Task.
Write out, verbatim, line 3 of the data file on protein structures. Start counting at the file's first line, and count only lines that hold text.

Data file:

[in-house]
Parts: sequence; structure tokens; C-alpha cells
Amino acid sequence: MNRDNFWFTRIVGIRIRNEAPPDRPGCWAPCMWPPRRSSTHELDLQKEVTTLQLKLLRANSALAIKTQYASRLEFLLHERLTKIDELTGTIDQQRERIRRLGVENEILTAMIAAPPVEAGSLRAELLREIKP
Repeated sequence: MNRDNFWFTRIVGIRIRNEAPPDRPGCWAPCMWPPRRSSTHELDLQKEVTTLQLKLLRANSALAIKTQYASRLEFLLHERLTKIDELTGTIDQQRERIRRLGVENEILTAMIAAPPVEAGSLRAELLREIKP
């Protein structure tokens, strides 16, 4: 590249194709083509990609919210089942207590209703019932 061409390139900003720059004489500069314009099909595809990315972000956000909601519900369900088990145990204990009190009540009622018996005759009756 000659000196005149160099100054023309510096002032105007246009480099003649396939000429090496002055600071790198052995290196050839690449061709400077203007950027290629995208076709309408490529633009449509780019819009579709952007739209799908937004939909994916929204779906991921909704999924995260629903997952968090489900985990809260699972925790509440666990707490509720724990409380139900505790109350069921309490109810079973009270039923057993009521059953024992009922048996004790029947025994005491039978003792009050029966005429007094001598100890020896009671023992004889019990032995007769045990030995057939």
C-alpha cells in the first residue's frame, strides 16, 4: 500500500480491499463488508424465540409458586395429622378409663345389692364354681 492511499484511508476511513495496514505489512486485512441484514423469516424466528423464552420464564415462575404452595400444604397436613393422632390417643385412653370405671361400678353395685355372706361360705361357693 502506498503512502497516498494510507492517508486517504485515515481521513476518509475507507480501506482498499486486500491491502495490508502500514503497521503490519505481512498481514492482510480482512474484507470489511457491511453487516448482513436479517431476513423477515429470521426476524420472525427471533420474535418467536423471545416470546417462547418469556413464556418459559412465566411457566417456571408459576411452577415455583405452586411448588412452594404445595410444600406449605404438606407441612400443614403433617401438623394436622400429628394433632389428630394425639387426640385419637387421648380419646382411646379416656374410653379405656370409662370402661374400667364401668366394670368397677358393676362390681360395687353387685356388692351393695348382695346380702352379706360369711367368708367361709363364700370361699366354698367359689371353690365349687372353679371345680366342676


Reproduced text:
Amino acid sequence: MNRDNFWFTRIVGIRIRNEAPPDRPGCWAPCMWPPRRSSTHELDLQKEVTTLQLKLLRANSALAIKTQYASRLEFLLHERLTKIDELTGTIDQQRERIRRLGVENEILTAMIAAPPVEAGSLRAELLREIKP